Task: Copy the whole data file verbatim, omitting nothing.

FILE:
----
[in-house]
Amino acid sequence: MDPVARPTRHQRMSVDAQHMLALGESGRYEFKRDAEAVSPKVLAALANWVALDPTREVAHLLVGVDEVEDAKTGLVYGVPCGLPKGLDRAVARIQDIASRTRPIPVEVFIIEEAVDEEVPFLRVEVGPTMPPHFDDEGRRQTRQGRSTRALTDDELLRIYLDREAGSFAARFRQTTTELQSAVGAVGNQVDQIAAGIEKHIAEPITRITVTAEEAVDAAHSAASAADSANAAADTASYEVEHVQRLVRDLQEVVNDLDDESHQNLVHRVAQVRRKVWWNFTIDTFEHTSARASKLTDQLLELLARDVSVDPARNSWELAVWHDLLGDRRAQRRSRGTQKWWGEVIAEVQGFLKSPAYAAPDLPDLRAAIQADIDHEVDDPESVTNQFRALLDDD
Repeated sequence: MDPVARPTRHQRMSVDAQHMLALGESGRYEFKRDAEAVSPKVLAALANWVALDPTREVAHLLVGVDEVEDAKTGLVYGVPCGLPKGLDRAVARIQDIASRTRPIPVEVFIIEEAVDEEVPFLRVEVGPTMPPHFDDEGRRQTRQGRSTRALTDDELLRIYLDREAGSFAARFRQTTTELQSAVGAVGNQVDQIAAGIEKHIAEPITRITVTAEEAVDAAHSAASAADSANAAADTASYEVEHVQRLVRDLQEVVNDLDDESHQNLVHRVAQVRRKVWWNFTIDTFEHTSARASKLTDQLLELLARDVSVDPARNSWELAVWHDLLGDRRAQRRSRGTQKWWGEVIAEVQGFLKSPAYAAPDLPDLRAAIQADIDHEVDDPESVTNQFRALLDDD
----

[in-house]
Amino acid sequence: MDPVARPTRHQRMSVDAQHMLALGESGRYEFKRDAEAVSPKVLAALANWVALDPTREVAHLLVGVDEVEDAKTGLVYGVPCGLPKGLDRAVARIQDIASRTRPIPVEVFIIEEAVDEEVPFLRVEVGPTMPPHFDDEGRRQTRQGRSTRALTDDELLRIYLDREAGSFAARFRQTTTELQSAVGAVGNQVDQIAAGIEKHIAEPITRITVTAEEAVDAAHSAASAADSANAAADTASYEVEHVQRLVRDLQEVVNDLDDESHQNLVHRVAQVRRKVWWNFTIDTFEHTSARASKLTDQLLELLARDVSVDPARNSWELAVWHDLLGDRRAQRRSRGTQKWWGEVIAEVQGFLKSPAYAAPDLPDLRAAIQADIDHEVDDPESVTNQFRALLDDD
Repeated sequence: MDPVARPTRHQRMSVDAQHMLALGESGRYEFKRDAEAVSPKVLAALANWVALDPTREVAHLLVGVDEVEDAKTGLVYGVPCGLPKGLDRAVARIQDIASRTRPIPVEVFIIEEAVDEEVPFLRVEVGPTMPPHFDDEGRRQTRQGRSTRALTDDELLRIYLDREAGSFAARFRQTTTELQSAVGAVGNQVDQIAAGIEKHIAEPITRITVTAEEAVDAAHSAASAADSANAAADTASYEVEHVQRLVRDLQEVVNDLDDESHQNLVHRVAQVRRKVWWNFTIDTFEHTSARASKLTDQLLELLARDVSVDPARNSWELAVWHDLLGDRRAQRRSRGTQKWWGEVIAEVQGFLKSPAYAAPDLPDLRAAIQADIDHEVDDPESVTNQFRALLDDD